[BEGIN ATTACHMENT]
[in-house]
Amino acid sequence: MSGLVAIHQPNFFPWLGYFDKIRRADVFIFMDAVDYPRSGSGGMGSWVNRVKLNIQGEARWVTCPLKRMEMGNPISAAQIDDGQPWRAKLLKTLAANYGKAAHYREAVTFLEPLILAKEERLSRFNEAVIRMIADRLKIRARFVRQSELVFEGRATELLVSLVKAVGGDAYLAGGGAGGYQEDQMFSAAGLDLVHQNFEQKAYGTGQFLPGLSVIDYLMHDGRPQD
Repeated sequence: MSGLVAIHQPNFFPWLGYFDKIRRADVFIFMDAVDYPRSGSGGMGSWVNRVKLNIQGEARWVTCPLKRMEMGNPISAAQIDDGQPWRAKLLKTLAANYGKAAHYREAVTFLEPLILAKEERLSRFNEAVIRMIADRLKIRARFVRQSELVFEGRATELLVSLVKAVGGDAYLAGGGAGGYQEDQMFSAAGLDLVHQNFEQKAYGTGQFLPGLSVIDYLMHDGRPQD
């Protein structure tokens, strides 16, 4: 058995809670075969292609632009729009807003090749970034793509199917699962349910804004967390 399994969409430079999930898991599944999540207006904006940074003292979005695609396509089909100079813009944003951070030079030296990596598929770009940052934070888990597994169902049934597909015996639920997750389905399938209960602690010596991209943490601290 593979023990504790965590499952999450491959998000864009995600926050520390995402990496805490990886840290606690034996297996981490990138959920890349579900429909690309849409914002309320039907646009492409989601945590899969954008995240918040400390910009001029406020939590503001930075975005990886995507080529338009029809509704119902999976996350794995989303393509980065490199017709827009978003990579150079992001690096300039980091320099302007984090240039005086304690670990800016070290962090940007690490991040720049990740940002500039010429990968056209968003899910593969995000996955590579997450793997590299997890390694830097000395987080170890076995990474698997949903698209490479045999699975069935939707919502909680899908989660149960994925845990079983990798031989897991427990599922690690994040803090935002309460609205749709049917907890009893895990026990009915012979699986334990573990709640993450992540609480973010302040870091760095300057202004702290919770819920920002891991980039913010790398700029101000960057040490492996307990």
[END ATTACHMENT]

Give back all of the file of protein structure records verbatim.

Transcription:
[in-house]
Amino acid sequence: MSGLVAIHQPNFFPWLGYFDKIRRADVFIFMDAVDYPRSGSGGMGSWVNRVKLNIQGEARWVTCPLKRMEMGNPISAAQIDDGQPWRAKLLKTLAANYGKAAHYREAVTFLEPLILAKEERLSRFNEAVIRMIADRLKIRARFVRQSELVFEGRATELLVSLVKAVGGDAYLAGGGAGGYQEDQMFSAAGLDLVHQNFEQKAYGTGQFLPGLSVIDYLMHDGRPQD
Repeated sequence: MSGLVAIHQPNFFPWLGYFDKIRRADVFIFMDAVDYPRSGSGGMGSWVNRVKLNIQGEARWVTCPLKRMEMGNPISAAQIDDGQPWRAKLLKTLAANYGKAAHYREAVTFLEPLILAKEERLSRFNEAVIRMIADRLKIRARFVRQSELVFEGRATELLVSLVKAVGGDAYLAGGGAGGYQEDQMFSAAGLDLVHQNFEQKAYGTGQFLPGLSVIDYLMHDGRPQD
């Protein structure tokens, strides 16, 4: 058995809670075969292609632009729009807003090749970034793509199917699962349910804004967390 399994969409430079999930898991599944999540207006904006940074003292979005695609396509089909100079813009944003951070030079030296990596598929770009940052934070888990597994169902049934597909015996639920997750389905399938209960602690010596991209943490601290 593979023990504790965590499952999450491959998000864009995600926050520390995402990496805490990886840290606690034996297996981490990138959920890349579900429909690309849409914002309320039907646009492409989601945590899969954008995240918040400390910009001029406020939590503001930075975005990886995507080529338009029809509704119902999976996350794995989303393509980065490199017709827009978003990579150079992001690096300039980091320099302007984090240039005086304690670990800016070290962090940007690490991040720049990740940002500039010429990968056209968003899910593969995000996955590579997450793997590299997890390694830097000395987080170890076995990474698997949903698209490479045999699975069935939707919502909680899908989660149960994925845990079983990798031989897991427990599922690690994040803090935002309460609205749709049917907890009893895990026990009915012979699986334990573990709640993450992540609480973010302040870091760095300057202004702290919770819920920002891991980039913010790398700029101000960057040490492996307990």